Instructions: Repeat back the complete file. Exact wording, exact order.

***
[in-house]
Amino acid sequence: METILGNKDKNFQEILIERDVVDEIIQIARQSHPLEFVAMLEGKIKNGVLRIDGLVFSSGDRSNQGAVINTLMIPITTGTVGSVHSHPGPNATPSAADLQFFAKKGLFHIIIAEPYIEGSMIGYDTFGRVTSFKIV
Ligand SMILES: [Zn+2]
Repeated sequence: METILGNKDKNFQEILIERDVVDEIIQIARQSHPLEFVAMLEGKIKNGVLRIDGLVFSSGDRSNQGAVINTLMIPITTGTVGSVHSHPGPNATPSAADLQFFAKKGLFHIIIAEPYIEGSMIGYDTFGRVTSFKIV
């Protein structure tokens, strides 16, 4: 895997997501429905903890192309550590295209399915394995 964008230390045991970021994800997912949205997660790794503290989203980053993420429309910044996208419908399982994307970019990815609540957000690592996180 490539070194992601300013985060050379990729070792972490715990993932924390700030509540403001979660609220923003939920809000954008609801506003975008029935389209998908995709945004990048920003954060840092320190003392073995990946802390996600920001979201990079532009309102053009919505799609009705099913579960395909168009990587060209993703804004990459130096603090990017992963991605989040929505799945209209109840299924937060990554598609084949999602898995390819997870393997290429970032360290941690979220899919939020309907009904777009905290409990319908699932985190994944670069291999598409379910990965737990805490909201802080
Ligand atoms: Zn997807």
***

[in-house]
Amino acid sequence: METILGNKDKNFQEILIERDVVDEIIQIARQSHPLEFVAMLEGKIKNGVLRIDGLVFSSGDRSNQGAVINTLMIPITTGTVGSVHSHPGPNATPSAADLQFFAKKGLFHIIIAEPYIEGSMIGYDTFGRVTSFKIV
Ligand SMILES: [Zn+2]
Repeated sequence: METILGNKDKNFQEILIERDVVDEIIQIARQSHPLEFVAMLEGKIKNGVLRIDGLVFSSGDRSNQGAVINTLMIPITTGTVGSVHSHPGPNATPSAADLQFFAKKGLFHIIIAEPYIEGSMIGYDTFGRVTSFKIV
């Protein structure tokens, strides 16, 4: 895997997501429905903890192309550590295209399915394995 964008230390045991970021994800997912949205997660790794503290989203980053993420429309910044996208419908399982994307970019990815609540957000690592996180 490539070194992601300013985060050379990729070792972490715990993932924390700030509540403001979660609220923003939920809000954008609801506003975008029935389209998908995709945004990048920003954060840092320190003392073995990946802390996600920001979201990079532009309102053009919505799609009705099913579960395909168009990587060209993703804004990459130096603090990017992963991605989040929505799945209209109840299924937060990554598609084949999602898995390819997870393997290429970032360290941690979220899919939020309907009904777009905290409990319908699932985190994944670069291999598409379910990965737990805490909201802080
Ligand atoms: Zn997807």